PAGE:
Why more people are taking a sneaky look at Microsoft Identity Manager



Why more people are taking a sneaky peek at Microsoft Identity Manager 30th October 2016

Judging by day rates paid to Microsoft freelance contractors, a newly launched Microsoft security technology is in high demand and short of skilled technicians.

When Microsoft introduced Microsoft Identity Manager (MIM) 2016 last year, it was as a replacement for the old Forefront Identity Manager 2010. Interest in the new product that handles authorisation and privileges of users has been growing faster than an Active Directory in a booming enterprise.

At the same time, the supply of competent MIM-contractors has apparently grown as slowly as the process of administering user rights without software to support user administration.

According to Curo Talent’s recently published ‘Microsoft Freelance Rates and Technology Trends 2016’, contractors with MIM-skills earn some the highest average daily rates, together with experts in Biztalk Server and Azure gurus.

The MIM-contractors are probably busy these days exploring the latest features – and hotfixes – included in the first service pack for MIM 2016.

Broadened platform support

MIM 2016 SP1 was released in October and this first service pack means support for SQL 2016, Exchange 2016, Outlook 2016 and SharePoint 2016 SP1 is now included in MIM. Previously, it was only possible to send approvals and notifications about user access with Exchange Server and/or SMTP, but now it can also be done using an Office365 Exchange account.

The new service pack also broadens browser support. One of the great things about MIM 2016 is the self-service element, e.g. offering self-service password reset with Multi-Factor Authentication to end-users. Users interacting with the MIM online portal for self-service groups and profile management can now use Google Chrome, Microsoft Edge and Apple Safari browsers.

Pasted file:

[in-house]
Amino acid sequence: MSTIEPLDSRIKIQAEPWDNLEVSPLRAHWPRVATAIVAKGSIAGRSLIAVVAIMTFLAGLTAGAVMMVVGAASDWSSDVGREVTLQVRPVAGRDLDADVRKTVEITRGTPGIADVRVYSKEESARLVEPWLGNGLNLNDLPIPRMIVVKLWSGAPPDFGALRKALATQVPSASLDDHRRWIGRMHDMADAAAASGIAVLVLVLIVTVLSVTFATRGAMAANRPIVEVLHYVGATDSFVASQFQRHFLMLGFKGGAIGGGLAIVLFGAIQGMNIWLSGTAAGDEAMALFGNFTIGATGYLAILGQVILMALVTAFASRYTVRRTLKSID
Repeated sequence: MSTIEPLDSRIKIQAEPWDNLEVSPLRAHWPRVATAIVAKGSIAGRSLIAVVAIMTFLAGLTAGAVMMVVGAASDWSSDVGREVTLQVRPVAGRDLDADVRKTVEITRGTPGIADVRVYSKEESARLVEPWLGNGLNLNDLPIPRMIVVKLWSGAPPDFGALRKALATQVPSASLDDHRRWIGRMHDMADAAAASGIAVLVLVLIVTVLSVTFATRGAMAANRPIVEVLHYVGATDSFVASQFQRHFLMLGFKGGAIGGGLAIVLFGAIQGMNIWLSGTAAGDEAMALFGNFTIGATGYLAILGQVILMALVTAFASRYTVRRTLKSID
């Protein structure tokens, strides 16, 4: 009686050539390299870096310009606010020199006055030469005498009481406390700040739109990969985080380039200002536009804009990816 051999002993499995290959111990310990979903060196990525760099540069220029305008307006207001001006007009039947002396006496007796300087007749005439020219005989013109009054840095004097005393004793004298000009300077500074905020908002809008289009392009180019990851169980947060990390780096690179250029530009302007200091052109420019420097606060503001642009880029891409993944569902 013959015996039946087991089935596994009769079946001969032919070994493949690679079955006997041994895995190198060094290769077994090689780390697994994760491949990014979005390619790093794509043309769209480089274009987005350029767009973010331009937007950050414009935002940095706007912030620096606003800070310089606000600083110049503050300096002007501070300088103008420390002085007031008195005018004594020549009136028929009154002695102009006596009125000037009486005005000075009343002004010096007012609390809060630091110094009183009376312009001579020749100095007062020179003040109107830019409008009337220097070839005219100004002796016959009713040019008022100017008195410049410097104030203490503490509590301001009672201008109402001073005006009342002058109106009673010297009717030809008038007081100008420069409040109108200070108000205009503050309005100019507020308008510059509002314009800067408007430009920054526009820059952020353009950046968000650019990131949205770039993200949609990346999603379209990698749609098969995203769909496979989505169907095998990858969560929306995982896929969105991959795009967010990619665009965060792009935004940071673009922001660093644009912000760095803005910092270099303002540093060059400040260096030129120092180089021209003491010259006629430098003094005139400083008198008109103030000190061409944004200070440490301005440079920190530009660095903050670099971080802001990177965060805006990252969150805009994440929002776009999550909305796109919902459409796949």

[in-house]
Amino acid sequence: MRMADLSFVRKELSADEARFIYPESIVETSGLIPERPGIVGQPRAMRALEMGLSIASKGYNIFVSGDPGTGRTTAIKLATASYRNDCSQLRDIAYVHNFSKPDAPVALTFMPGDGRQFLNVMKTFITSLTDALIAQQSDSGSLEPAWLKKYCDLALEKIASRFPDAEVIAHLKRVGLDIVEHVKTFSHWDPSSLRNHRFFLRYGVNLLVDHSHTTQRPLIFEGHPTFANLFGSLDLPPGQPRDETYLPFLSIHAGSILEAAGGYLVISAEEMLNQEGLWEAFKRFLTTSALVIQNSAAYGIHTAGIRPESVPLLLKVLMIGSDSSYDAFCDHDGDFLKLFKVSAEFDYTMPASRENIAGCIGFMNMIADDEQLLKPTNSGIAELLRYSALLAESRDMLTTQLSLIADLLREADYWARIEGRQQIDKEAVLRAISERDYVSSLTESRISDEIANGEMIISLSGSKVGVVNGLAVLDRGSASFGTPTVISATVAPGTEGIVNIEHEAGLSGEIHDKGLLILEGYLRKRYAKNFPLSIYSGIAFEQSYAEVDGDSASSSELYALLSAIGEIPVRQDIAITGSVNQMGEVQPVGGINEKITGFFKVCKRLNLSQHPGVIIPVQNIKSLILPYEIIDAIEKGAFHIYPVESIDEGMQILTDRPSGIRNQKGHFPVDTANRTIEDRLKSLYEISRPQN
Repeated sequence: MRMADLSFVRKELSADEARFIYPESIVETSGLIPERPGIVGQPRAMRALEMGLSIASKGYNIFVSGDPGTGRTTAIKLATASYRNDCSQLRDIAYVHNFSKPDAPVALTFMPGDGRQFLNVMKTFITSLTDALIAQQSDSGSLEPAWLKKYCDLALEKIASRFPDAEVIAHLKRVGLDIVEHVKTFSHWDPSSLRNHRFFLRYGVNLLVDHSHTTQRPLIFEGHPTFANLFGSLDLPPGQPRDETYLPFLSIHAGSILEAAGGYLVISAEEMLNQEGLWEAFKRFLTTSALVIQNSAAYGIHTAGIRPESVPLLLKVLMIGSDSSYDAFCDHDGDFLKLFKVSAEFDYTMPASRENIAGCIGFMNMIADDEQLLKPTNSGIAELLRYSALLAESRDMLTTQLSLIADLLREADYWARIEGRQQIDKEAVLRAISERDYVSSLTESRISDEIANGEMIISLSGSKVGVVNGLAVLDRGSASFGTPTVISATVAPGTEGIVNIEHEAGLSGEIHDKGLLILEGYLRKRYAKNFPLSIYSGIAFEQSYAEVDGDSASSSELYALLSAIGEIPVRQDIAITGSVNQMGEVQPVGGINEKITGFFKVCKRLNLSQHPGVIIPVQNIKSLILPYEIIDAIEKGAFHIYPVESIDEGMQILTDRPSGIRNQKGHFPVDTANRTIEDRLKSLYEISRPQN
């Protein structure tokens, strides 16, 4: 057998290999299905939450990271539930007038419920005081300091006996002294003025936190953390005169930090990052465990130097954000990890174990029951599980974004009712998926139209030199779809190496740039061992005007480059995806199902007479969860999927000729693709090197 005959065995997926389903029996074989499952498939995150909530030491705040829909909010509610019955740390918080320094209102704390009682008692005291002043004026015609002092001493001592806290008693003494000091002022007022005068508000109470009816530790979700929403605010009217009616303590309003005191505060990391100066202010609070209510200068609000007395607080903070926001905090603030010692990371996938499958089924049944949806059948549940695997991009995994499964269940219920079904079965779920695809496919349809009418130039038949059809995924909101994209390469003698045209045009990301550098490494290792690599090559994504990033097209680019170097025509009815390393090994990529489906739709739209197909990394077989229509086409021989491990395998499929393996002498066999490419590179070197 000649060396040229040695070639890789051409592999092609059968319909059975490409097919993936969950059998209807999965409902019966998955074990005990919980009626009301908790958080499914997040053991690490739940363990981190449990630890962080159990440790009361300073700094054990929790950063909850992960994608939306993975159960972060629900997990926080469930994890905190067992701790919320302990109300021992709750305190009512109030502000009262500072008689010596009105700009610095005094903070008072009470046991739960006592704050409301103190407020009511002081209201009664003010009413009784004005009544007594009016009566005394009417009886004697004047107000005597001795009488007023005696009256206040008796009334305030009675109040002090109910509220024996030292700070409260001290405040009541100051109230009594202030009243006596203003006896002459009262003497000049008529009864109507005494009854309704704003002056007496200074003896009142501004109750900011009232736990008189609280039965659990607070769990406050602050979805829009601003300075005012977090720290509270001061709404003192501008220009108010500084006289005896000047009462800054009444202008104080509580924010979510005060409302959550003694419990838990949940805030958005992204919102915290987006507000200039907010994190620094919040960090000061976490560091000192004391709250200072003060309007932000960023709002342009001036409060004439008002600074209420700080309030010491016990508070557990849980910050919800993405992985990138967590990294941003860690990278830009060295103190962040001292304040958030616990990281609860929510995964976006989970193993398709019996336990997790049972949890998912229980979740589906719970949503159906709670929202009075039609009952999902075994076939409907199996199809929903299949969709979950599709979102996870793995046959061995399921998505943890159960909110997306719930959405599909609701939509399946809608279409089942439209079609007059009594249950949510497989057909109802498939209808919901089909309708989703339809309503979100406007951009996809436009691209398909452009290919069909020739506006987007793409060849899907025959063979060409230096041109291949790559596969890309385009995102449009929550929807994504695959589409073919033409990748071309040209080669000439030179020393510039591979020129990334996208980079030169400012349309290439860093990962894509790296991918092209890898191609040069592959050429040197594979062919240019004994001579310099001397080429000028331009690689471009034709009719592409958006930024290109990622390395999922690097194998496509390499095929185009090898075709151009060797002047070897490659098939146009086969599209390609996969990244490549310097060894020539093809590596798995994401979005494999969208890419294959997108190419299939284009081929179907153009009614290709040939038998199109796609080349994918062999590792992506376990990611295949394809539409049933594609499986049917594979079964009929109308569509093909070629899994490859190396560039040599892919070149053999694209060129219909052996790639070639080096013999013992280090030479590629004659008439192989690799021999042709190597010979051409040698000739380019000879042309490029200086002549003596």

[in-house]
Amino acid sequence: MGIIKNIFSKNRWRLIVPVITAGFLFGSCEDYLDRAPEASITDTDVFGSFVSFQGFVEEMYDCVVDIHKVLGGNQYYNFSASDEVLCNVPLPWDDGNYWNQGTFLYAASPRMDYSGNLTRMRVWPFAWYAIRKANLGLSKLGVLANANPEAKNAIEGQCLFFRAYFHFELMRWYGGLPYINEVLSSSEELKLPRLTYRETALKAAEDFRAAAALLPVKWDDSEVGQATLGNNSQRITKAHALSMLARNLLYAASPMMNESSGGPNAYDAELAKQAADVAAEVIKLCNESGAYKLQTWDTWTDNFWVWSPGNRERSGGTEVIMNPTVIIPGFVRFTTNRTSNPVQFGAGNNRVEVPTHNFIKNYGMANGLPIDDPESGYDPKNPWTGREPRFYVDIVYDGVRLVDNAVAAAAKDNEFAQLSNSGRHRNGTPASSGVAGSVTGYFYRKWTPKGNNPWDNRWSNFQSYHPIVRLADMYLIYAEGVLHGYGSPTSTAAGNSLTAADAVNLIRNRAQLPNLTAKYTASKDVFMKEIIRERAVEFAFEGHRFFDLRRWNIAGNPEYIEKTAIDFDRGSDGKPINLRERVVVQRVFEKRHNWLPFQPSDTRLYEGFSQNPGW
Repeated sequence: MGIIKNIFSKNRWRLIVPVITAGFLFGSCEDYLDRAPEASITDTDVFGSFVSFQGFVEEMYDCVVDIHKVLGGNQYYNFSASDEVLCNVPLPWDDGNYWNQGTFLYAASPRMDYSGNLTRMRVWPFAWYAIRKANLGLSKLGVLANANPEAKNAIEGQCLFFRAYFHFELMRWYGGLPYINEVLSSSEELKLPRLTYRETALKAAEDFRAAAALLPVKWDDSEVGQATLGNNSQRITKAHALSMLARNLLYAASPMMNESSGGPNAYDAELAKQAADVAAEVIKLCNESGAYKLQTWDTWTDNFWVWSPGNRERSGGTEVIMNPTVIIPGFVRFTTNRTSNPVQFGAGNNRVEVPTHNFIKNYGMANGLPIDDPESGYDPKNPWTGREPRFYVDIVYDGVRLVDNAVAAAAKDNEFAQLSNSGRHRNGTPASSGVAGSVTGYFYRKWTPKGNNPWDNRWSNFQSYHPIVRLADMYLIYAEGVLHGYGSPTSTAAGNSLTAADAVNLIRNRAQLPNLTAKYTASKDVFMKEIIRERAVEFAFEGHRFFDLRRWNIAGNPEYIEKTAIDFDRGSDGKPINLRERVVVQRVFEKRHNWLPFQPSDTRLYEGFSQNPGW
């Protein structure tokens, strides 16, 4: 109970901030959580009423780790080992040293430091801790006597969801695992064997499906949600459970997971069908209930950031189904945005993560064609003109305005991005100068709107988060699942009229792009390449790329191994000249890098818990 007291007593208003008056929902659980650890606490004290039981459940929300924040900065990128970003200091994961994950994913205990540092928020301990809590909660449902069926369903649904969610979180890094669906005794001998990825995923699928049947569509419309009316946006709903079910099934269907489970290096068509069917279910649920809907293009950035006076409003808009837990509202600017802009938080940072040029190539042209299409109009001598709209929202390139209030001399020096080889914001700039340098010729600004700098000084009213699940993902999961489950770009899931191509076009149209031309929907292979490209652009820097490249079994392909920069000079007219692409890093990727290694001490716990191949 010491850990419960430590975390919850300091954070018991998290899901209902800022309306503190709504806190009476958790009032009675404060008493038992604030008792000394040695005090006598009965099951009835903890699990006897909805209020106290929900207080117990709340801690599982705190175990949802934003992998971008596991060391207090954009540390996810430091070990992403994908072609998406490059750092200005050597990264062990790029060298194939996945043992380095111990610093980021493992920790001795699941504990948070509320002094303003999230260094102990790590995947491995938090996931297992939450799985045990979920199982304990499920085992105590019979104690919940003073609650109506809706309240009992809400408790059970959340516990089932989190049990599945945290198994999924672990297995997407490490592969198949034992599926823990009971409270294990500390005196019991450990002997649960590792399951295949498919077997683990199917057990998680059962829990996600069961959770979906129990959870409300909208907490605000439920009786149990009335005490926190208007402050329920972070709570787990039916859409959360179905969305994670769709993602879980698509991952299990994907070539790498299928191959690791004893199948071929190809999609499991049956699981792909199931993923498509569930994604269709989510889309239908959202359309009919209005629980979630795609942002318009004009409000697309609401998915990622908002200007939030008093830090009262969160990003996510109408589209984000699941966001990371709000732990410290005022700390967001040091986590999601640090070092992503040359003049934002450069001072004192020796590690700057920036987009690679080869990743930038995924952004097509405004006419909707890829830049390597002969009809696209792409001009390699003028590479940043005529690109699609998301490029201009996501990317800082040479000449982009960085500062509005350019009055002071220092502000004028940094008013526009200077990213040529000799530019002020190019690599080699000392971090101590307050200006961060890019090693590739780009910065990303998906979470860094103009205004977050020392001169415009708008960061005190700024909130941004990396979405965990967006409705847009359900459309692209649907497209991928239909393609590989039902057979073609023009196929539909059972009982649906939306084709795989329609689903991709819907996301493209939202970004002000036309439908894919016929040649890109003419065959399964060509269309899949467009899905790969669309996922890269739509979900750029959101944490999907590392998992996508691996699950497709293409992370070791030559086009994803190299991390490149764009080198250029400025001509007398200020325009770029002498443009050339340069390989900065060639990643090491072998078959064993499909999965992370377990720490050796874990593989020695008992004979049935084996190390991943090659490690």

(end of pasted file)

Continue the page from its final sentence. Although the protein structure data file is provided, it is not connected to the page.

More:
Microsoft has described all the new features and hotfixes in a ‘What’s new’ document [2].

PAM is getting new features

I would, however, like to mention the nice lady called PAM (Privileged Access Management) [3] who helps isolate the use of privileged access within an existing Active Directory environment, thus reducing the risk of credentials being stolen.

PAM will help in re-establishing control over a compromised Active Directory environment by maintaining a separate ‘bastion’ environment that is known to be unaffected by malicious attacks. In that way, PAM helps in isolating any eventual unauthorised privilege escalations.

She has some new features which make her even more attractive. With SP1, there are for instance PAM deployment scripts and PAM Cmdlets that make it easier to streamline the installation of the PAM environment.

Better deployment scripts

Microsoft has also added other menu-driven PowerShell-scripts to help with the general configuration and deployment of MIM 2016.

Organisations will need to have MIM 2016 installed in order to upgrade to SP1. Microsoft provides the installation instructions (and caveats) at the end of the ‘What’s New’ document [2]. There’s also a detailed walkthrough guide [4] as well as a list of all supported platforms [5].

There’s no excuse for not taking a sneaky look at the new features of Microsoft Identity Manager 2016.

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LINKS:

[2] What’s new for Microsoft Identity Manager 2016 SP1
https://github.com/MicrosoftDocs/MIMDocs/blob/master/MIMDocs/Microsoft-identity-manager-2016-sp1-release-notes.md
[3] PAM for Active Directory Domain Services
https://docs.microsoft.com/en-us/microsoft-identity-manager/pam/privileged-identity-management-for-active-directory-domain-services
[4] Walkthrough guide of MIM SP1 installation https://blogs.msdn.microsoft.com/connector_space/2016/10/07/new-install-or-upgrade-to-microsoft-identity-manager-2016-sp1-synchronization-service/
[5] MIM supported platforms
https://docs.microsoft.com/en-us/microsoft-identity-manager/plan-design/microsoft-identity-manager-2016-supported-platforms

Dan Mygind

Author: Dan Mygind

Dan Mygind is a Journalist and Computer Scientist with a strong interest in technology, technology-related businesses, and the transforming effect source code can have on society.
He has worked for startups, SMEs and global IT-organisations such as IBM as a developer, consultant, and IT-architect. With a solid technology background, he has written extensively for a wide variety of publications such as Computerworld as well as writing technical white papers for Microsoft and other companies.

Contact Dan Mygind: mygind{at}writeit{dot}dk

The views expressed are those of the author and do not necessarily reflect the view and opinion of Curo Talent.

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